In another blog Noahopinion the author praises corporations for using their money towards funding political campaigns. They said corporations advance the interests of democracy and equality by allowing the little guy to accomplish task that would have only been possible by folks like the Koch brothers, for example fund campaigns. “Ending corporate personhood would not stop billionaire individuals like the Koch brothers or George Soros from using their wealth to affect the political process, but it would hamper small grass-roots organizations which choose to use the corporate form. Ultimately, the long tradition of corporate personhood represents not a threat to democracy, but a support of it.”

About two years ago Chick-Fil-A a popular food chain that has close religious bonds with Christianity held a position to ostracize gays and the LBGT community as a whole because they were going against God. The mayors in these towns banded together and held their own position and obstructed any new Chick-Fil-A’s from being built. Dan Cathy the CEO of the company said that the company’s first amendment rights were being violated even if they were discriminating against a group of people based on their own sacrosanct views and interpretations of their religion.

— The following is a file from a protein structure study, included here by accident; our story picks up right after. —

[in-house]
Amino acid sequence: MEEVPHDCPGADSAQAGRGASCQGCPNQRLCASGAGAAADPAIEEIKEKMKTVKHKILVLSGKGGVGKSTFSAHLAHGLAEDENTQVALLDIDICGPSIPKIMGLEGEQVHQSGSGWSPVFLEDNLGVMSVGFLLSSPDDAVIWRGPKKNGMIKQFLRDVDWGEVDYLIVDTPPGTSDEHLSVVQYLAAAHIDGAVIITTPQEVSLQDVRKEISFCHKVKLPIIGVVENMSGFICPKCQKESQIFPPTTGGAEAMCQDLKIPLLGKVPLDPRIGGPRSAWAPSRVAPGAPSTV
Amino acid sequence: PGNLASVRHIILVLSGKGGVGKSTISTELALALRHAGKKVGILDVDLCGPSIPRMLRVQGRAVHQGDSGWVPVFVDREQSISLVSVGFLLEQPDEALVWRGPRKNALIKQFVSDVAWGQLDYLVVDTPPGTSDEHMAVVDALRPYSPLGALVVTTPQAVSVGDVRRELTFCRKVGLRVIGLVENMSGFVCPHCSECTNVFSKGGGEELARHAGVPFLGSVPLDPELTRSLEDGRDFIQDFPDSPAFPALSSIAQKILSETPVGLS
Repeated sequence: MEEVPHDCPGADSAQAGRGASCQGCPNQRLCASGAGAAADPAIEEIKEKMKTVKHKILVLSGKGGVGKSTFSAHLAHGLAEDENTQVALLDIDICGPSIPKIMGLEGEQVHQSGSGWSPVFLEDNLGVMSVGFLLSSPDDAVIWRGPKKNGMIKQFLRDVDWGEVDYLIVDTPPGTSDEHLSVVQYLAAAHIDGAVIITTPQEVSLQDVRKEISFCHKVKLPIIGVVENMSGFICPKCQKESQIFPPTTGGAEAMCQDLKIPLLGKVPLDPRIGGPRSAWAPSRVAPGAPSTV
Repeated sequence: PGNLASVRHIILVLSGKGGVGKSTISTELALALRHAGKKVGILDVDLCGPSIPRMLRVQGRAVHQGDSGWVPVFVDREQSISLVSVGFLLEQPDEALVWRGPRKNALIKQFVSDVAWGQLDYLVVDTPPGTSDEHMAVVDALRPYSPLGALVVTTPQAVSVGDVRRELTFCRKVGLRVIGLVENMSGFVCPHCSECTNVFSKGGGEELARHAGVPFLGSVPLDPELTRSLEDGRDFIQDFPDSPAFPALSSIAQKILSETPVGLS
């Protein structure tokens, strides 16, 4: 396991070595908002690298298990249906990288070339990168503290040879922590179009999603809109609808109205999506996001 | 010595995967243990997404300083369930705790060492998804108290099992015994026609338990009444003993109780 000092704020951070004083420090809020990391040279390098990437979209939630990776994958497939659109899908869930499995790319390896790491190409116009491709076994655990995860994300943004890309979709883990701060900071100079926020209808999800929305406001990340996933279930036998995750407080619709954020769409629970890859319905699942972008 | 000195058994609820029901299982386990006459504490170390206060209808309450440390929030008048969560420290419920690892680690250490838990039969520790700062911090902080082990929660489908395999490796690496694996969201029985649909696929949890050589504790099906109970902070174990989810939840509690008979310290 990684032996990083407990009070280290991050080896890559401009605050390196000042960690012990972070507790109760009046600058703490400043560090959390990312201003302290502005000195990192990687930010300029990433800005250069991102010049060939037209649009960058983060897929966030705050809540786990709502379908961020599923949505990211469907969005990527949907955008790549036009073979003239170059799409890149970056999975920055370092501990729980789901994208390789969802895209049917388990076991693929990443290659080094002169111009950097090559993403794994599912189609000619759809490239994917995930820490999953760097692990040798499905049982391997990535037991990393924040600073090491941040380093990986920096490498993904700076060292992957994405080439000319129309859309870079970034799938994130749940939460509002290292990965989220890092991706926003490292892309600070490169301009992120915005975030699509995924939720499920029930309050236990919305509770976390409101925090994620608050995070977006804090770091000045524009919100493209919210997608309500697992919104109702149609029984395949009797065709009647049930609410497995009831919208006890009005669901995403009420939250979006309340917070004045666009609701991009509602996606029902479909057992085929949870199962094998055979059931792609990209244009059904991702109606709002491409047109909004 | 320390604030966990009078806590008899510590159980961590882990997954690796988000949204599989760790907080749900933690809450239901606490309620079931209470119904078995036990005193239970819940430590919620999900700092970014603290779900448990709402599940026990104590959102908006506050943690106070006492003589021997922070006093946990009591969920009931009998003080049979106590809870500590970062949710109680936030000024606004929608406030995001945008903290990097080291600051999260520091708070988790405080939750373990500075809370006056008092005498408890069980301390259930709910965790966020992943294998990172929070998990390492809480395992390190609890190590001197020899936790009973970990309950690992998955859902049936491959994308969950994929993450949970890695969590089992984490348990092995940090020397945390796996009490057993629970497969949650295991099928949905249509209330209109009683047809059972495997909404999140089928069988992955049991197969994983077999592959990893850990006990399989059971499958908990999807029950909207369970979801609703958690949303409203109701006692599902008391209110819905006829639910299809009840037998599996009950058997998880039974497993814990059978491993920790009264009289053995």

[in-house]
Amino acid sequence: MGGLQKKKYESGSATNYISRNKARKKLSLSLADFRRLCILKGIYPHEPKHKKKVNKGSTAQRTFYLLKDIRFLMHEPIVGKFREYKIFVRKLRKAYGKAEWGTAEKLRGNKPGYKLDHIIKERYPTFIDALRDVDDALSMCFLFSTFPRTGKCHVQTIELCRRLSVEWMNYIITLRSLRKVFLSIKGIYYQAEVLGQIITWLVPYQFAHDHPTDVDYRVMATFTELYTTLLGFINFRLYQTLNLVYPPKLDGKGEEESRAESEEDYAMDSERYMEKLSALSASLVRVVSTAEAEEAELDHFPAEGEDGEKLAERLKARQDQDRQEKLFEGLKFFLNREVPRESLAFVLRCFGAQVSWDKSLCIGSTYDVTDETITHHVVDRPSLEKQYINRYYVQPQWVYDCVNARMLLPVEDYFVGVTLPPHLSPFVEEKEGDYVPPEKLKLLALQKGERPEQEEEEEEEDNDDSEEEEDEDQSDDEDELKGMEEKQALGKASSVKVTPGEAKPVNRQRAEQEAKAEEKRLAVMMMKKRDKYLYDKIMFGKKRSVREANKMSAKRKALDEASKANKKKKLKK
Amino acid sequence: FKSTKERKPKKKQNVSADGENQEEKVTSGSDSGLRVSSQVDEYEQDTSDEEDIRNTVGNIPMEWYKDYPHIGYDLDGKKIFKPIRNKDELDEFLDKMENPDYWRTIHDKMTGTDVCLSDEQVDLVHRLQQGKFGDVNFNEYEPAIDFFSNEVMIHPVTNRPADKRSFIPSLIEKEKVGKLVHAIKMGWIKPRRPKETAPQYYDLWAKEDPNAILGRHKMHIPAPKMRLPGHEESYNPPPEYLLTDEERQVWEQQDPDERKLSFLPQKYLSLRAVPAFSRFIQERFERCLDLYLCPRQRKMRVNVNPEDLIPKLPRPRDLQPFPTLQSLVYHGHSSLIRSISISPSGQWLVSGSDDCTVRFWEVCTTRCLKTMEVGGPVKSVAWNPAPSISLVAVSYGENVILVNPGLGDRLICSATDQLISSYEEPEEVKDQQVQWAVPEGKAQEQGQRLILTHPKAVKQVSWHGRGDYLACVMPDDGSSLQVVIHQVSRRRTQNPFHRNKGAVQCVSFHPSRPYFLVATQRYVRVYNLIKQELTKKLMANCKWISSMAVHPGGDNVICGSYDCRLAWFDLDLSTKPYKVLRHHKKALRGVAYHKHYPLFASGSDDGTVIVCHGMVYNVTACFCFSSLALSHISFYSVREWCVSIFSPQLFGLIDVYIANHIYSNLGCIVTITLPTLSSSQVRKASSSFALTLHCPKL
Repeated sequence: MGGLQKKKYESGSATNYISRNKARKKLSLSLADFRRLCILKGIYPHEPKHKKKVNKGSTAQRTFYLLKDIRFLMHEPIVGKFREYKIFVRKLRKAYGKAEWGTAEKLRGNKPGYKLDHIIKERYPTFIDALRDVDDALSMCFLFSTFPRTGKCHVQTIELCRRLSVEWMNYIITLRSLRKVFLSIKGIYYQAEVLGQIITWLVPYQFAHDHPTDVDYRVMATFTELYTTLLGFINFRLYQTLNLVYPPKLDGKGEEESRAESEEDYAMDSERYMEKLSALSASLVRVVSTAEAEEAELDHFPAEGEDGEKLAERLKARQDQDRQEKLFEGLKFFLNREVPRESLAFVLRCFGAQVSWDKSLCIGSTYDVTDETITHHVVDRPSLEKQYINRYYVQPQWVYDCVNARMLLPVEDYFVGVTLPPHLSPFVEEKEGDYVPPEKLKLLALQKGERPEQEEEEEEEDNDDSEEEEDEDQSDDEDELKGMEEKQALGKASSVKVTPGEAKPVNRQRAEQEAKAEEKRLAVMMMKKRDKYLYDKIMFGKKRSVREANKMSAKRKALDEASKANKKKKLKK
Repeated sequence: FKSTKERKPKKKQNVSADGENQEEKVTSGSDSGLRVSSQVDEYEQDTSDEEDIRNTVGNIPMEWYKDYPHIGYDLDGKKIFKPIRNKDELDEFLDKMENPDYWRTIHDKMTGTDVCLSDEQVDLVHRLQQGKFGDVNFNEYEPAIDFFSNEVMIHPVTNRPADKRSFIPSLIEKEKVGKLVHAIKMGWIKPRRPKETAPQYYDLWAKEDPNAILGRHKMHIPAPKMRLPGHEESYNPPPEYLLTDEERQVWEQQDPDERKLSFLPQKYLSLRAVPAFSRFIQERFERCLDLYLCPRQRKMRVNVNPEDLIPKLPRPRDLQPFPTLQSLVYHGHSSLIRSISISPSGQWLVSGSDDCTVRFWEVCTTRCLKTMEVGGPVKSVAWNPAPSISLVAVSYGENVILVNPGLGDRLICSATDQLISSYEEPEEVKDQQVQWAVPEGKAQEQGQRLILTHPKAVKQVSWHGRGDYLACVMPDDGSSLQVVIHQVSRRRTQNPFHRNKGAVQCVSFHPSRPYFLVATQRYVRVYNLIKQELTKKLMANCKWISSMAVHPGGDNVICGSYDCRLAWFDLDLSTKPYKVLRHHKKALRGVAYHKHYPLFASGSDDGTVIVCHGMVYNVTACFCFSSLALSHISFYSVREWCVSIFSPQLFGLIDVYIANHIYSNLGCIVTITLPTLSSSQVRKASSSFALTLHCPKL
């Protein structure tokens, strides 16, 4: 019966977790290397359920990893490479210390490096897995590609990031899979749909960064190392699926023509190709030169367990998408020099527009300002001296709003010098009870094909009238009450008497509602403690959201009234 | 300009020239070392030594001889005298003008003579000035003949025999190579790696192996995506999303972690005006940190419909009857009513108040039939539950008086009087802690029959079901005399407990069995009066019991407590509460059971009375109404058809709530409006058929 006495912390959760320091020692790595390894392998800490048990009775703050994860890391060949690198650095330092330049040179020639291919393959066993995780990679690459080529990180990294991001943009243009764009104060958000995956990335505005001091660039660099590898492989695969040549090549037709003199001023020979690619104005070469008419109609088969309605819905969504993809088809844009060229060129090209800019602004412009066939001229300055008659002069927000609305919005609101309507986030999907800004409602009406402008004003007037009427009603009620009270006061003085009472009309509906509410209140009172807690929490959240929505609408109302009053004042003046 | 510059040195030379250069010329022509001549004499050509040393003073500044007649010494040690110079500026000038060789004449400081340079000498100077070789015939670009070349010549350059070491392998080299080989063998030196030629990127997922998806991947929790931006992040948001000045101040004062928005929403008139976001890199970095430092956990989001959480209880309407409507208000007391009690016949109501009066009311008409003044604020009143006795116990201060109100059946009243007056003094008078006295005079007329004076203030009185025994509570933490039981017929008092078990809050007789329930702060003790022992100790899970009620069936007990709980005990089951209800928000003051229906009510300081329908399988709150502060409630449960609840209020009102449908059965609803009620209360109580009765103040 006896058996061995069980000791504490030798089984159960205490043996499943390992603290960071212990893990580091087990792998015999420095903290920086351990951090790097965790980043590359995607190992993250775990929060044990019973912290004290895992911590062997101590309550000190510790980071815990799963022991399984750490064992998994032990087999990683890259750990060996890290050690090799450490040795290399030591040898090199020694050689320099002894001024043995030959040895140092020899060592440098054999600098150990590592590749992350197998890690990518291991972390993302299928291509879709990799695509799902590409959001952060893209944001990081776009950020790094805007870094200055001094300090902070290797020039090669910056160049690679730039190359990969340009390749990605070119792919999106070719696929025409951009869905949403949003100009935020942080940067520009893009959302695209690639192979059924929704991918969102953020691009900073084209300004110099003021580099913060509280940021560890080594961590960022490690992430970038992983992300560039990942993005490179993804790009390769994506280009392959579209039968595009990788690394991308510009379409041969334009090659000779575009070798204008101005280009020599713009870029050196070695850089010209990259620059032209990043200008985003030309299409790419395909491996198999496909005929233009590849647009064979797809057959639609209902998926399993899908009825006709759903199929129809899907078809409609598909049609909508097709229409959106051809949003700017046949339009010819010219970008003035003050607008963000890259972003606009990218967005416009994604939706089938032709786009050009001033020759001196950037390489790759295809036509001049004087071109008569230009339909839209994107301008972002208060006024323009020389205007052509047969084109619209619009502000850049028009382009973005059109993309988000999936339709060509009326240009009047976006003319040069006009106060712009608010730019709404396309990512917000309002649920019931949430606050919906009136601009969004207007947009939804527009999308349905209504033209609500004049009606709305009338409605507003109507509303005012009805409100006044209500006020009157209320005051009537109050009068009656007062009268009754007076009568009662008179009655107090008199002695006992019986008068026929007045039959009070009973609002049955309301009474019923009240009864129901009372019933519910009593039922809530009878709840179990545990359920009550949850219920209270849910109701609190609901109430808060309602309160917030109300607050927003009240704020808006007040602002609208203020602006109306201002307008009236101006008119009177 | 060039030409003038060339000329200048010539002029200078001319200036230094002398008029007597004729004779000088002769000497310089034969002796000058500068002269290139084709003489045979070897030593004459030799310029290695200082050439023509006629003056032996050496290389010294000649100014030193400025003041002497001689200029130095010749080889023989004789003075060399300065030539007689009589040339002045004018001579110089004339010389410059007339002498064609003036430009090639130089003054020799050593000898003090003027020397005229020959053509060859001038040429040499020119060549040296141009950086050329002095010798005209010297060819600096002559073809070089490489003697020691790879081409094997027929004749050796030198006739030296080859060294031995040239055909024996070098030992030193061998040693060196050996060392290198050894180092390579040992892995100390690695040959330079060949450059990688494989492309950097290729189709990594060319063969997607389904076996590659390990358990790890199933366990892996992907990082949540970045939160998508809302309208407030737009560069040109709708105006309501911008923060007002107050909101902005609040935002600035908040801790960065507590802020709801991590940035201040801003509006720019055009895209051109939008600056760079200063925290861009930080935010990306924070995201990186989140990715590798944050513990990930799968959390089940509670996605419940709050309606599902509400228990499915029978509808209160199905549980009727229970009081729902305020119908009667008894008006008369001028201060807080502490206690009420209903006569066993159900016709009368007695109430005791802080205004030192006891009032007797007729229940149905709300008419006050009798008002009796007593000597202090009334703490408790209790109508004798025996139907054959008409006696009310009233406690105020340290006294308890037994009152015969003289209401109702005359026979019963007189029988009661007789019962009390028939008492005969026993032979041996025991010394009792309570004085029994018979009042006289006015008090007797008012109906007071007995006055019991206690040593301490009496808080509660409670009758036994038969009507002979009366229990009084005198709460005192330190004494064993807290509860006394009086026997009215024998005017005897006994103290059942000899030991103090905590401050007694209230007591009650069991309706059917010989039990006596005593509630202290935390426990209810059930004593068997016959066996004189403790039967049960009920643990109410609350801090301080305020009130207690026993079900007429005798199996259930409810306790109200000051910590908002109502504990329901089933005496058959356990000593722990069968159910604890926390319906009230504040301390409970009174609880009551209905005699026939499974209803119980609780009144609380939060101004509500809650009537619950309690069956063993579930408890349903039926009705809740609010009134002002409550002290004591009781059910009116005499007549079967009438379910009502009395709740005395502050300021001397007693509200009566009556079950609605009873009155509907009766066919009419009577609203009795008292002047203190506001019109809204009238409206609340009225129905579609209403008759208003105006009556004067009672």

• Mother Jones’s Adam Serwer (7/26/12): “Blocking construction of Chick-fil-a restaurants over Cathy’s views is a violation of Cathy’s First Amendment rights.”

• Salon’s Glenn Greenwald (7/26/12): “But that is not the case here; the actions are purely in retribution against the views of the business’ top executive on the desirability of same-sex marriage.”

• Boston Globe editorial (7/25/12): “But which part of the First Amendment does Menino not understand? A business owner’s political or religious beliefs should not be a test for the worthiness of his or her application for a business license.”

The underline issue is that Dan Cathy and his family manages a charity called Winshape foundation that dispenses millions of dollars towards anti-gay organizations. The sponsoring of these funds from Chick-Fil-A itself , but  large majority comes from CFA properties which is a affiliate of Chick-Fil-A . In 2010 CFA was 11.5 million to fund there causes. “You can’t have a business in the City of Boston that discriminates against a population,” said Boston Mayor Tom Menino in an interview with local press. The article goes after liberals who want to defend against corporations with their prejudices against group they don’t agree with. These same corporation have set a precedent to discriminate against minorities, bribe politicians, busting unions and funding dark money campaigns. If a corporation uses general treasury funds to finance political advocacy is this wrong? It’s a question that comes down to whether you believe corporations have rights akin to human beings.